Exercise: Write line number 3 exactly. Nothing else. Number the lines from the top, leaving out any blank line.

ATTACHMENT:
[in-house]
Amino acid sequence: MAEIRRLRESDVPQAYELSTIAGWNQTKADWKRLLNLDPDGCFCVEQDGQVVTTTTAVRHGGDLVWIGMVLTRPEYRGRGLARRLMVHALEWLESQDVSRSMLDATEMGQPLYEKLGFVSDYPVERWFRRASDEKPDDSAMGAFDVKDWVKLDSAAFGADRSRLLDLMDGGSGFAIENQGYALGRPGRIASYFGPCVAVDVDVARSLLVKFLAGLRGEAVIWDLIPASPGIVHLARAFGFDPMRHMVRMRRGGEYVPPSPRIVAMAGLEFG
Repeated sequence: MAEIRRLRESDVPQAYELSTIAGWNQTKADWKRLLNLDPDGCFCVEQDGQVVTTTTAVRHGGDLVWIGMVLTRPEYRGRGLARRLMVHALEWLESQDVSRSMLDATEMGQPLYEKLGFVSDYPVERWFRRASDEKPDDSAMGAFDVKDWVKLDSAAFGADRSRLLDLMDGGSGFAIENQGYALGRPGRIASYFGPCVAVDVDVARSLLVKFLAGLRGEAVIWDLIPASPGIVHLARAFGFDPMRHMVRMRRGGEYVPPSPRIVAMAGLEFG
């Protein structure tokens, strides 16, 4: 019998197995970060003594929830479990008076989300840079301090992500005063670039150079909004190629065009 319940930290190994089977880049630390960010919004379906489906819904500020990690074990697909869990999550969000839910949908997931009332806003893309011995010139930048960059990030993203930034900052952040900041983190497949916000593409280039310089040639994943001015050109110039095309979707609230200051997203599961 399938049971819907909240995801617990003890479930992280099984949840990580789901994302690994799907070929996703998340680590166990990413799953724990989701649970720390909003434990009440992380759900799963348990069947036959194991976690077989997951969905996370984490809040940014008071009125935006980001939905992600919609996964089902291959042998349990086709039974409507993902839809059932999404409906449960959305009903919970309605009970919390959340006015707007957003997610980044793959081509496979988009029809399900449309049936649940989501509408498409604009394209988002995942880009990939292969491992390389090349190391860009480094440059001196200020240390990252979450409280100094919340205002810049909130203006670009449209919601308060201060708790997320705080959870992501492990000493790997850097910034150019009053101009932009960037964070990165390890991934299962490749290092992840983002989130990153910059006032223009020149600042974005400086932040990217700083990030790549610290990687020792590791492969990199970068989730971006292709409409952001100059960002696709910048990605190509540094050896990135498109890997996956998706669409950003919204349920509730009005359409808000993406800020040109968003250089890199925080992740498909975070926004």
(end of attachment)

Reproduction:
Repeated sequence: MAEIRRLRESDVPQAYELSTIAGWNQTKADWKRLLNLDPDGCFCVEQDGQVVTTTTAVRHGGDLVWIGMVLTRPEYRGRGLARRLMVHALEWLESQDVSRSMLDATEMGQPLYEKLGFVSDYPVERWFRRASDEKPDDSAMGAFDVKDWVKLDSAAFGADRSRLLDLMDGGSGFAIENQGYALGRPGRIASYFGPCVAVDVDVARSLLVKFLAGLRGEAVIWDLIPASPGIVHLARAFGFDPMRHMVRMRRGGEYVPPSPRIVAMAGLEFG